This article is by Peter Yeung and originally ran in Reasons to be Cheerful.
Bulbous green squashes larger than a young child are piled up on the floor of Faridah Nakayiza’s lounge. Outside, a thick branch of freshly cut, bright yellow bananas is balanced on the back of her bicycle. Over in her backyard, a small oasis of tropical vegetation, a cluster of juicy papayas hangs from the trees.
“Before I looked older, but now I look much younger,” says Nakayiza, a 44-year-old from the village of Bulugu in central Uganda. “It’s because I can feed myself better, I can eat all kinds of nutrients. And I grow it all myself.”
The upturn in Nakayiza’s fortunes began in 2018 when the mother of eight signed up at a local facility known as an “epicenter.” These spaces, launched by global nonprofit The Hunger Project, offer a range of ecological and agricultural services to about a dozen nearby villages. They have been the catalyst for empowering communities to feed themselves — with the aim of finally putting an end to the scourge of world hunger.
At Uganda’s 12 epicenters, which each serve up to 15,000 people, community members are taught how to set up and manage communal farms. They learn regenerative agriculture practices such as composting, intercropping and drip irrigation. These techniques have in turn helped promote biodiversity and improve crop yields and soil fertility. Epicenters take a holistic approach to fighting hunger: they usually include a bank, a nursery school, toilets, clean water and a medical clinic.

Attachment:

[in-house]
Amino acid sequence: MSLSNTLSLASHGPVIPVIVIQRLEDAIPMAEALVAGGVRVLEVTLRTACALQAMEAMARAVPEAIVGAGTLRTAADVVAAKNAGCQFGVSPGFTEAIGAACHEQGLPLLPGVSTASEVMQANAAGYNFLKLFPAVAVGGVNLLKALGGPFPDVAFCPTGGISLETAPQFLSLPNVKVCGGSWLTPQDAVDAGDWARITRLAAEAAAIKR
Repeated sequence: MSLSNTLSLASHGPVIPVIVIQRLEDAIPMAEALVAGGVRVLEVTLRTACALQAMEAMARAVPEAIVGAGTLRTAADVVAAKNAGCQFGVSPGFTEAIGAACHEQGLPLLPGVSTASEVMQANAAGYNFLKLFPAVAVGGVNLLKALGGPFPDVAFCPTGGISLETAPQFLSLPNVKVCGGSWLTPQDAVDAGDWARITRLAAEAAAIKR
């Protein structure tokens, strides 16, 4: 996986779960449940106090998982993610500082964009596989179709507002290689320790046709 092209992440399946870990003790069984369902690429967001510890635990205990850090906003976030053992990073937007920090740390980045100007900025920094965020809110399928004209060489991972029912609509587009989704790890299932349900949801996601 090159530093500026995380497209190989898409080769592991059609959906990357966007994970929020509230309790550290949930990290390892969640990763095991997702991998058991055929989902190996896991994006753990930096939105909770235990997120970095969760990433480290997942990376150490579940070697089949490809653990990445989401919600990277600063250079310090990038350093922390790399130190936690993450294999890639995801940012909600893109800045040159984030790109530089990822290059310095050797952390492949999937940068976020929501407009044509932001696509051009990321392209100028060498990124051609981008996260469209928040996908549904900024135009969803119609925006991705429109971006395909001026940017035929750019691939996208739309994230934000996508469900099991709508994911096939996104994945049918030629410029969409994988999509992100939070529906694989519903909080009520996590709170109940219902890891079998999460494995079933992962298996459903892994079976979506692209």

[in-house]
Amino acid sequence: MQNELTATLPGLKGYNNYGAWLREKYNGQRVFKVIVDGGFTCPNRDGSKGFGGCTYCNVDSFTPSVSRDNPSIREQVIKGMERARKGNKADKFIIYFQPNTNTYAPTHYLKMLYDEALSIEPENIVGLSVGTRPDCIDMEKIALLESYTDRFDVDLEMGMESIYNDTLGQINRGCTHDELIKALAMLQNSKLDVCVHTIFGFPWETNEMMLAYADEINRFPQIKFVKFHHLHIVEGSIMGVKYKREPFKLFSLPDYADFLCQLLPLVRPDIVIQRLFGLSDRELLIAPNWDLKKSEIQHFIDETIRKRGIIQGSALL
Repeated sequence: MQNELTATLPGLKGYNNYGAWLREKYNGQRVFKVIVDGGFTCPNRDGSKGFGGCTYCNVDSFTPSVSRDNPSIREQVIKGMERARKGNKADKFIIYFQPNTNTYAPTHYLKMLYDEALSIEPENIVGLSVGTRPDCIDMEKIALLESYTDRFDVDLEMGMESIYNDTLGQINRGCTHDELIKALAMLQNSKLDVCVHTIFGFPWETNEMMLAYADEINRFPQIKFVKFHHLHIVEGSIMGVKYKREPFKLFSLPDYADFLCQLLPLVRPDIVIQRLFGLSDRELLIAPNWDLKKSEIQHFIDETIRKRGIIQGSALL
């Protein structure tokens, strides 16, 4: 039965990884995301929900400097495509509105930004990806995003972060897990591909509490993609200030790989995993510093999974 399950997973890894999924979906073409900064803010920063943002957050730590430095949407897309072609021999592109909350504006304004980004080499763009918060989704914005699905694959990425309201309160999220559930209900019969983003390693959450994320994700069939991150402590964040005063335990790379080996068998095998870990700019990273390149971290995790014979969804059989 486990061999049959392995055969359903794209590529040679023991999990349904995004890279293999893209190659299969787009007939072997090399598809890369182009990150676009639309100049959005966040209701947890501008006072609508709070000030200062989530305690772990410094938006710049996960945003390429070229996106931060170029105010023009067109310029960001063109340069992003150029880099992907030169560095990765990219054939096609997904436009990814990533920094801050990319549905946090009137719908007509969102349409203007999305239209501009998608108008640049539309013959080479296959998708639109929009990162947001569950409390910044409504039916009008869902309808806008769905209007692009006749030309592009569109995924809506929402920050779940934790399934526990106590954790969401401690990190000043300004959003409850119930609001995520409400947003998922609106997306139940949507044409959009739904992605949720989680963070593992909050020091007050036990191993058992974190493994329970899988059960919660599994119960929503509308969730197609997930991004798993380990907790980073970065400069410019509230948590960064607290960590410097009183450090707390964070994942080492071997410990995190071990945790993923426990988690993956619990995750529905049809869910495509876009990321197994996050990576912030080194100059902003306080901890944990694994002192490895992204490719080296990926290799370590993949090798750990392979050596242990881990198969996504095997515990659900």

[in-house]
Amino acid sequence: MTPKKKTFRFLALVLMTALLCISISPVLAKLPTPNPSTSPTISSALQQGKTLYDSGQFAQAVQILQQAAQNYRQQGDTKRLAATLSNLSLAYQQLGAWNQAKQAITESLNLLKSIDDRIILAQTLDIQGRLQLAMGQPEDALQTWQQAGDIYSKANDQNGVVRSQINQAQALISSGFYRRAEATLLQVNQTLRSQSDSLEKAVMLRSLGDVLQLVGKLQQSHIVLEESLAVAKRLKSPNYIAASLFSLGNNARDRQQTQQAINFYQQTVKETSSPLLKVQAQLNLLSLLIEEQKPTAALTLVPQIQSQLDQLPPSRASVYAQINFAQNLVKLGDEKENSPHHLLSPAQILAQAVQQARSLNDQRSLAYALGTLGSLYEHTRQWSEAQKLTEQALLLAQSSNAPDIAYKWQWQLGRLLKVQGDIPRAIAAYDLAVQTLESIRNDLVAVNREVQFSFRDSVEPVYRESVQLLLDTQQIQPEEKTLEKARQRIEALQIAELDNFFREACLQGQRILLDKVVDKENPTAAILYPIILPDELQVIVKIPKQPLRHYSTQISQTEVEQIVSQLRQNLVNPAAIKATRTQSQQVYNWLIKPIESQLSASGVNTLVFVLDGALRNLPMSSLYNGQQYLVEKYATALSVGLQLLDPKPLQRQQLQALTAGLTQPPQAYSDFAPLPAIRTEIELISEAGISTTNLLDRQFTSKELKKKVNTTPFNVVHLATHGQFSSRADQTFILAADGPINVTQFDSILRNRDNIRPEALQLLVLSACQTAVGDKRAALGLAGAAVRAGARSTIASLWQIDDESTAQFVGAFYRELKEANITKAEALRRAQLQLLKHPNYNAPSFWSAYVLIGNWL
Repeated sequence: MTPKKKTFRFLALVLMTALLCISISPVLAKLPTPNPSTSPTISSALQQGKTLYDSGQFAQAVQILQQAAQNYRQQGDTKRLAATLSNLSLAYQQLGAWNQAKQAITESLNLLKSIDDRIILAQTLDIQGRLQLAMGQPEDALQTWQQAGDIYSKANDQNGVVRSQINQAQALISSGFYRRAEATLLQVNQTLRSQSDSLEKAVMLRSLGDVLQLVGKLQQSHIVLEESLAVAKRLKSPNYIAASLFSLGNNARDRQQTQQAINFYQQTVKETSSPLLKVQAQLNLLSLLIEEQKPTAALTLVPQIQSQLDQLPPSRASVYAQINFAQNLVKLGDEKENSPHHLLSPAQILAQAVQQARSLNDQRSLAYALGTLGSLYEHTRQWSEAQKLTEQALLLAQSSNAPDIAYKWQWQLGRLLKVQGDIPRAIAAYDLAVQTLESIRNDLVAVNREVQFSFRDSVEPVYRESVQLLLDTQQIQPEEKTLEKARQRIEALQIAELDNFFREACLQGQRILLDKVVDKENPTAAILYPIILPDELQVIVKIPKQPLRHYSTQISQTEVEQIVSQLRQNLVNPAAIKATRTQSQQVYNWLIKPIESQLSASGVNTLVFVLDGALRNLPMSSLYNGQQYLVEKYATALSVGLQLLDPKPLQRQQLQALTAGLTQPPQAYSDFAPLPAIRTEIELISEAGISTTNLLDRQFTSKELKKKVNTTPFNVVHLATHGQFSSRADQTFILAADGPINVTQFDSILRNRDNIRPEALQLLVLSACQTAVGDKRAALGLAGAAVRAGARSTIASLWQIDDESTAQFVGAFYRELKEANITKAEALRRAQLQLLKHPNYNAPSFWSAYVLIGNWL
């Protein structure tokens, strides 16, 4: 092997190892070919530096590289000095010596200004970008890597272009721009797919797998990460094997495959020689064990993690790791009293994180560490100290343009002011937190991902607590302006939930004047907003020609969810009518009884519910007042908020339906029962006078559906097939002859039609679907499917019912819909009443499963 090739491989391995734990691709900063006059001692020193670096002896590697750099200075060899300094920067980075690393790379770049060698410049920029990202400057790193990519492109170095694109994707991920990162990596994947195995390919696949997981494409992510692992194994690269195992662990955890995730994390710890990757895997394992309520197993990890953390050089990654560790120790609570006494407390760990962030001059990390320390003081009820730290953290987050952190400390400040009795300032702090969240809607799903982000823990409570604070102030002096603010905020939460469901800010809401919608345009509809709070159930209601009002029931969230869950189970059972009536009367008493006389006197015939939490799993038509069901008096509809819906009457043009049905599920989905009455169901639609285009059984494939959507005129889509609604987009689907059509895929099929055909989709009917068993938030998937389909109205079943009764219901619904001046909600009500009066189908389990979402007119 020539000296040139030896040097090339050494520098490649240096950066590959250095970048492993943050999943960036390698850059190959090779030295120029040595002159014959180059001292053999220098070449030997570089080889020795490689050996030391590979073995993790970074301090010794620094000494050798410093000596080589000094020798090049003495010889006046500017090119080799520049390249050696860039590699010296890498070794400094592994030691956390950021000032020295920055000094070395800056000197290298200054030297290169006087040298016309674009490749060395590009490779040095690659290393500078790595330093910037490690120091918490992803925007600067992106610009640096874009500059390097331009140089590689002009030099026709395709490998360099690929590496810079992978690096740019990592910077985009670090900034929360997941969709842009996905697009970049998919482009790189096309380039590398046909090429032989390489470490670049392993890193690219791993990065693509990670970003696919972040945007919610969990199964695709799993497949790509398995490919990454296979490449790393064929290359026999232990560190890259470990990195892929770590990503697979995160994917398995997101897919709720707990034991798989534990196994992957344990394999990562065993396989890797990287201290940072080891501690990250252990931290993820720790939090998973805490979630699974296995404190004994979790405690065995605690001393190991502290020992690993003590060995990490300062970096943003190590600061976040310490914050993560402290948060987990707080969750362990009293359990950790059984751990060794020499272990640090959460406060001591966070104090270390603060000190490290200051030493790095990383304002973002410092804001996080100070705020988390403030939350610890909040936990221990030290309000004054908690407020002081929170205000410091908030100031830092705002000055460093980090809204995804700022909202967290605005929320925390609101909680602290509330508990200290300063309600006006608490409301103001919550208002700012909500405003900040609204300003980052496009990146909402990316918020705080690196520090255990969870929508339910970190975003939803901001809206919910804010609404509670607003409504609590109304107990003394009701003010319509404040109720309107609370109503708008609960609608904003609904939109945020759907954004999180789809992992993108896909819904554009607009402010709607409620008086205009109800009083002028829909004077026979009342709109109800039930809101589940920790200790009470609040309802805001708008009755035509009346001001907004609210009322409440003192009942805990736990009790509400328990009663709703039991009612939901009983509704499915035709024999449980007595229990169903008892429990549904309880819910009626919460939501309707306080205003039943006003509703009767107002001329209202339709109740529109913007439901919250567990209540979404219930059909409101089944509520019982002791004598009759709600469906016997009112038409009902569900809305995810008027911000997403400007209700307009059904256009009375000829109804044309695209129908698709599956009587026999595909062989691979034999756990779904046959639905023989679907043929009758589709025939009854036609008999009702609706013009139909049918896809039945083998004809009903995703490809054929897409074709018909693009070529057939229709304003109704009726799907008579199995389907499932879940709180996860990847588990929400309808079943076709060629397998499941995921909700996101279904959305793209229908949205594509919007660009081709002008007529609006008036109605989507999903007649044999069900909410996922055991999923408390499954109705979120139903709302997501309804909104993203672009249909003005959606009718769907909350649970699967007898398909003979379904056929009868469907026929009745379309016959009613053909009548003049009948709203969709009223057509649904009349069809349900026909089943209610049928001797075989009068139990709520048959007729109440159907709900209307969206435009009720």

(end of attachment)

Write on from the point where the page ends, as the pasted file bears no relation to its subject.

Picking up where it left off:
Faridah explains her vision road journey, Uganda 2022
Each is run by a leader elected by the villagers, and soon after taking the post, they hold a workshop together to identify the community’s most pressing issues – such as health care, access to water, or food insecurity — to inform how the epicenter will be run. The leaders are supported by voluntary “animators” who help mobilize the community. After five years, the epicenter must become self-reliant — meaning it must run without external support. Ten have already reached this benchmark.
The Hunger Project’s model runs contrary to past efforts to cut malnutrition across rural Africa, according to Irene Naikaali, the nonprofit’s country director for Uganda. During the 1980s and ’90s, development aid was focused on programs to deliver food and supplies — but ones that always disappeared once the funding dried up. Long-term food security, she argues, can only be achieved if people are independent.
“We felt the charity-based approach was not helping our communities to become self-reliant,” says Naikaali. “The best way of solving world hunger is not a ‘relief’ model that creates dependency and so actually worsens the problem. Communities have to be at the forefront of anything that will work in the long term.”
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